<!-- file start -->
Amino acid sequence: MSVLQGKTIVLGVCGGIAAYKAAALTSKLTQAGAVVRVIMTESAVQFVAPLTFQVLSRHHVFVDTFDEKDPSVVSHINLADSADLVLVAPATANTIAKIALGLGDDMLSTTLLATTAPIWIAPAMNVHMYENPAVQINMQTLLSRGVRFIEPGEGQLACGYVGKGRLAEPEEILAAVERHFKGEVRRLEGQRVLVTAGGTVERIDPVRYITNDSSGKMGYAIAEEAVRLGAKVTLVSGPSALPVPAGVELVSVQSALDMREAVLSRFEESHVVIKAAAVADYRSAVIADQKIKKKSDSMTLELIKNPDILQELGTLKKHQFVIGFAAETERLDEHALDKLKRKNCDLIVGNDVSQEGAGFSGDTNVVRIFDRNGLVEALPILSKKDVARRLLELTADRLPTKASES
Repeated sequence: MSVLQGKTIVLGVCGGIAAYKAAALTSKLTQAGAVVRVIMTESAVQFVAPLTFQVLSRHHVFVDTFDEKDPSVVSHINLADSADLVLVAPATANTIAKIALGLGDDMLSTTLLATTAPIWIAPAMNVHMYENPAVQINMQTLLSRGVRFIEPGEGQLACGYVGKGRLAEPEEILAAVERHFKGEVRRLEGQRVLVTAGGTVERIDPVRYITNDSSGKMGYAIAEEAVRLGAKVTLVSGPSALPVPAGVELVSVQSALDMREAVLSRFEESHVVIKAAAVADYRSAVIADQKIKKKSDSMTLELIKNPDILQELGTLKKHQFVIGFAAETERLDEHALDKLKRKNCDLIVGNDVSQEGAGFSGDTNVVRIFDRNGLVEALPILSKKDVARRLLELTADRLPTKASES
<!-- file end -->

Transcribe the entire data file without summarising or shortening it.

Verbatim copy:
Amino acid sequence: MSVLQGKTIVLGVCGGIAAYKAAALTSKLTQAGAVVRVIMTESAVQFVAPLTFQVLSRHHVFVDTFDEKDPSVVSHINLADSADLVLVAPATANTIAKIALGLGDDMLSTTLLATTAPIWIAPAMNVHMYENPAVQINMQTLLSRGVRFIEPGEGQLACGYVGKGRLAEPEEILAAVERHFKGEVRRLEGQRVLVTAGGTVERIDPVRYITNDSSGKMGYAIAEEAVRLGAKVTLVSGPSALPVPAGVELVSVQSALDMREAVLSRFEESHVVIKAAAVADYRSAVIADQKIKKKSDSMTLELIKNPDILQELGTLKKHQFVIGFAAETERLDEHALDKLKRKNCDLIVGNDVSQEGAGFSGDTNVVRIFDRNGLVEALPILSKKDVARRLLELTADRLPTKASES
Repeated sequence: MSVLQGKTIVLGVCGGIAAYKAAALTSKLTQAGAVVRVIMTESAVQFVAPLTFQVLSRHHVFVDTFDEKDPSVVSHINLADSADLVLVAPATANTIAKIALGLGDDMLSTTLLATTAPIWIAPAMNVHMYENPAVQINMQTLLSRGVRFIEPGEGQLACGYVGKGRLAEPEEILAAVERHFKGEVRRLEGQRVLVTAGGTVERIDPVRYITNDSSGKMGYAIAEEAVRLGAKVTLVSGPSALPVPAGVELVSVQSALDMREAVLSRFEESHVVIKAAAVADYRSAVIADQKIKKKSDSMTLELIKNPDILQELGTLKKHQFVIGFAAETERLDEHALDKLKRKNCDLIVGNDVSQEGAGFSGDTNVVRIFDRNGLVEALPILSKKDVARRLLELTADRLPTKASES